For example the molecule Benzene C6H6:

Benzene (C6H6) is one of the most fascinating molecule. The structure of benzene was for many years a problem for chemists, as problem of real nature of bonds in molecules. The real structure of this molecule is enigma until present days.

( QUOTE from site about Benzene:Every now and then, someone announces that the "theory of chemistry" is complete, is wrong. One can only wonder what chemistry textbooks will look like 50 years from now. Alan Shusterman, - ROCO - REED ORGANIC CHEMISTRY ONLINE ).

Benzene is a perfectly regular hexagon. Benzene is also a planar molecule (all the atoms lie in one plane), All bonds angles = 120 degrees. All the bonds are exactly the same.

So, in the geometrical structure in well know aromatic molecule Benzene C6H6, there is no need for s and p hybridization. All four Carbon electrons are s electrons. All angles in C atom are tetrahedral. In the molecule there are 30 electrons ( 24 Carbon and 6 Hydrogen ). There are 12 between Carbon and Hydrogen, 6 between Carbon atoms ( sigma electrons) and 6 in upper and 6 in down ring ( pi electrons).( Flying Saucer shape).

Connections between Carbon atoms are not with two (single connection with single bond's length C-C 0.154nm) or four electrons ( double connection with double bond's lenght C=C 0.134 nm) but with three electrons, ( one and a half connection). The lengths of all the bonds are 0.140 nm with new mark C- =C (one-half bond). The lenghts of C - H bonds are 0.110 nm.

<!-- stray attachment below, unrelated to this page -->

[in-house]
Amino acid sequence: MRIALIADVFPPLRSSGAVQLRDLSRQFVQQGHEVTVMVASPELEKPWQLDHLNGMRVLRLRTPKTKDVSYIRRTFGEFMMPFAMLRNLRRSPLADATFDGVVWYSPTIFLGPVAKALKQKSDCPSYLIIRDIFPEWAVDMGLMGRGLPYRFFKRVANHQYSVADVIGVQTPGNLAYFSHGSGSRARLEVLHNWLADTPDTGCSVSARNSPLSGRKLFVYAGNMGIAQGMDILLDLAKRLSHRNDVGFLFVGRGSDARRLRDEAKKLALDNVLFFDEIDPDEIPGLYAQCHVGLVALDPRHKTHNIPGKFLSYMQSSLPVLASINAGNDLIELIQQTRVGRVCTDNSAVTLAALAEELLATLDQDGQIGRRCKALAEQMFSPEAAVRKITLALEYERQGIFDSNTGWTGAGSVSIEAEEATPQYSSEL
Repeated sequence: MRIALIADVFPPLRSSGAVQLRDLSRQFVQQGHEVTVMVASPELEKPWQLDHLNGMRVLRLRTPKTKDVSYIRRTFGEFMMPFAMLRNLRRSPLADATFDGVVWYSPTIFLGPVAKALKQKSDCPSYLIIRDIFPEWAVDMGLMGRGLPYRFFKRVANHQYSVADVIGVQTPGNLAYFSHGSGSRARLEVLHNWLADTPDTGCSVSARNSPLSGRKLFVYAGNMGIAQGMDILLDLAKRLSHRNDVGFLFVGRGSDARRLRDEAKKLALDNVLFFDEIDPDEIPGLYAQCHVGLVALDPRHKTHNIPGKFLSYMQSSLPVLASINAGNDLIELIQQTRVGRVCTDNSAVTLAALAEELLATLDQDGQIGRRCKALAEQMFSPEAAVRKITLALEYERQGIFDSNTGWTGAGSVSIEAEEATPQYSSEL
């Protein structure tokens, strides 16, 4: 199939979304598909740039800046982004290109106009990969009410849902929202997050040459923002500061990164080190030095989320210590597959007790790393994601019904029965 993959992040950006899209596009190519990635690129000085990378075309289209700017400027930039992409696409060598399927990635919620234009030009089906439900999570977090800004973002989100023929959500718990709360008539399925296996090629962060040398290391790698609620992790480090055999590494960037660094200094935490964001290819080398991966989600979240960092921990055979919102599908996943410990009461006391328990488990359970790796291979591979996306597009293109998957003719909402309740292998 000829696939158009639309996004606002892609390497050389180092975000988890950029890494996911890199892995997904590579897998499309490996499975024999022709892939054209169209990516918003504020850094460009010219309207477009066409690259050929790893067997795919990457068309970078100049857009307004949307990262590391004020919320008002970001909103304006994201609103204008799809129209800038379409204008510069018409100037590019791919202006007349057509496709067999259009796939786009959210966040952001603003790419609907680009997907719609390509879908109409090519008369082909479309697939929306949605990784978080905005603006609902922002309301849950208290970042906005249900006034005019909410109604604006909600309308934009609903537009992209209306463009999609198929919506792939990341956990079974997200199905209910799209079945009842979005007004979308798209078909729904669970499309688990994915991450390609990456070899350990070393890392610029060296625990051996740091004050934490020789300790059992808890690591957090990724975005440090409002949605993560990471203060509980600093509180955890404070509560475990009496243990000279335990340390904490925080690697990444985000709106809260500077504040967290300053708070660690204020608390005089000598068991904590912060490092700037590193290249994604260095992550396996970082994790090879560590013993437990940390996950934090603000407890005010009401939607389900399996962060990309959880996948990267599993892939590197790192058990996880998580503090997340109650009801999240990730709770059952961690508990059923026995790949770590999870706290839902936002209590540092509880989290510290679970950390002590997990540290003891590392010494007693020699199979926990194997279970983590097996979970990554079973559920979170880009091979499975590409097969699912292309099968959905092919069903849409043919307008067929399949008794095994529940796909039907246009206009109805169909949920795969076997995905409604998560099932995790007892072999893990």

User posted image
Notice: this image is no so good. All connection are same.

[Same type of bond (one-half bond) can be found in two isostructural forms of Butadiene molecule also ( H2C= =CH- -CH= = CH2 ) ( H2C= -CH= =CH- =CH2, or H2C= -CH= -CH= =CH2 ).

(There are also connections with five electrons, two-half bond. All molecules with so call resonances - CO2, O3 and so on).

The new geometrical structure ( with included position of the s electrons), is perfect example of extraordinary balance of the positive and negative fields or forces in the molecule C6H6. All atoms in molecule balance round their position without any chance to move anywhere.
This structure is shown in the images below, which are for the first time, in this site, shown on the internet. All dimension between atoms and electrons are in compatibility with their real dimensions in molecule.
User posted image
User posted image
User posted image